What If My Ex Refuses To Pay Child Support?
Child support is a hotly contested item in most Michigan child custody cases. What happens if your ex refuses to pay?
It is a common complaint from parents that are supposed to receive child support payments from an ex spouse. “They just don’t pay!”. This happens frequently, and there are remedies for the situation. However, the process of recovering child support can seem confusing and even impossible. Let’s look at how the process works and how you can navigate the system.
How is Child Support Determined in Michigan?
Child support is often ordered in custody hearings. In Michigan, child support will be ordered if the following criteria are met:
- The payee is the parent or custodian of a minor child
- The minor child lives in the payee’s home
- The minor child is financially dependent on the payee
- One or both of the parents do not live with the minor child
When these criteria are met, then the payee becomes eligible to receive child support payments. Note that there is no criteria outlining the payer’s conditions. That means that whether the payer is employed or unemployed, despite their income or assets, child support can be ordered.
Child Support in Michigan is the Responsibility of Both Parents
In Michigan, both parents have a duty to support their child (or children) until the child reaches 18. Generally speaking, the noncustodial parent makes payments to the custodial parent. While both parents are responsible to support and care for their child or children, it is assumed by the court that the custodial parent is already spending the correct amount to care for the child.
Normally, the amount of support ordered is based on the incomes of both parents, the number of children, and the amount of overnights children spend with each parent. The amount of support is determined by a formula created by the Friend of the Court.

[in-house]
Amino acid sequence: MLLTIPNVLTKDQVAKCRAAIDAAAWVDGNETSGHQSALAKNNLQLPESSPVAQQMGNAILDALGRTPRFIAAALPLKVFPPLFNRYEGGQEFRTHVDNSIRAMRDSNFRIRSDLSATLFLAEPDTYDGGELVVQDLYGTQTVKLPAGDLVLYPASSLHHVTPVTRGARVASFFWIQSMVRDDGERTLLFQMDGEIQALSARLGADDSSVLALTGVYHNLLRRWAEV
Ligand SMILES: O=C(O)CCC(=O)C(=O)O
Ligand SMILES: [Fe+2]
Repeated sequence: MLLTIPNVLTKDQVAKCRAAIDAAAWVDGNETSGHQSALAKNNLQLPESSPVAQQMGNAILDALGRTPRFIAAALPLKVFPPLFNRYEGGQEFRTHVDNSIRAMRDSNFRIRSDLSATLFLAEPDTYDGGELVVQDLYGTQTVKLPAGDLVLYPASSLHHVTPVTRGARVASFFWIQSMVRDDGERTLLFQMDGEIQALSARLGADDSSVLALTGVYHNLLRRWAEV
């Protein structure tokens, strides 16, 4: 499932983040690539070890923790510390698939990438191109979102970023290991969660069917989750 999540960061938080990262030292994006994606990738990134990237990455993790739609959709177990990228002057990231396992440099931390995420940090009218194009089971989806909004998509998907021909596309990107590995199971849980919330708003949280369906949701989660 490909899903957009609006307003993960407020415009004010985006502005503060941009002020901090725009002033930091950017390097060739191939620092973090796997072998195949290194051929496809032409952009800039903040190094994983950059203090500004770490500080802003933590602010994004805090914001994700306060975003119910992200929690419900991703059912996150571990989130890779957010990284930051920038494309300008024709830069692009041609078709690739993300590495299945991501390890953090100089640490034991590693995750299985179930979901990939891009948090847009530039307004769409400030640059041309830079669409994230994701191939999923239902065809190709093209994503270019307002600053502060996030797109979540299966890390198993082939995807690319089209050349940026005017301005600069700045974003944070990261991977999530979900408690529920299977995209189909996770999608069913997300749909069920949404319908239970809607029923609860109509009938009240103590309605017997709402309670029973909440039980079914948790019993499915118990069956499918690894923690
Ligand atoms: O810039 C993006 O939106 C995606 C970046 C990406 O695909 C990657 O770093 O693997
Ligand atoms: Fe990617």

The formula uses both parents’ gross incomes. This can be determined by knowing both parents’ net income and the parenting time each of you has with the child. Net income is all gross income minus certain adjustments and deductions for alimony received and income taxes, among other payments and premiums paid. Gross income includes your salary, wages, commissions, overtime pay, and bonuses, too. Additionally, it is any royalties, tips, dividends, military specialty pay, and even gambling winnings if they are regular enough.
So What if My Ex Refuses To Pay Their Support?
There are many remedies for child support payments that are not received. In some cases, the court will simply garnish the wages of the offending parent. This will ensure payments are made. However, there are some circumstances where the refusal to pay can become a felony.
When a parent owes more than $5,000 in back child support, this becomes a felony in Michigan. They can be fined $2,000, spend up to years in prison, or both. Normally, you want to rectify this before it gets to the point where your child’s parent is in prison. However, it occasionally comes to this. That’s where a Michigan Family Law expert can help you.
If you are owed child support and don’t know where to turn, call The Mitten Law Firm today for a free consultation.
- Debt Relief vs. Bankruptcy: What’s The Right Move?
- What Is Friend Of The Court In Wayne County?
- Do I Have To Move Out If We’re Getting Divorced?
- Resolve To Prevent Filing Bankruptcy in 2024
- What Happens To Children’s Education Funds After Divorce?
- Can You Still File a Joint Tax Return If You File For Divorce Before The End Of The Year?
- Filing Divorce During The Holidays: Good or Bad Idea?
- How To Enjoy The Holidays Without Adding To Your Debt
- Tips For Handling Child Custody During The Holidays
- High Net Worth Divorce In Wayne County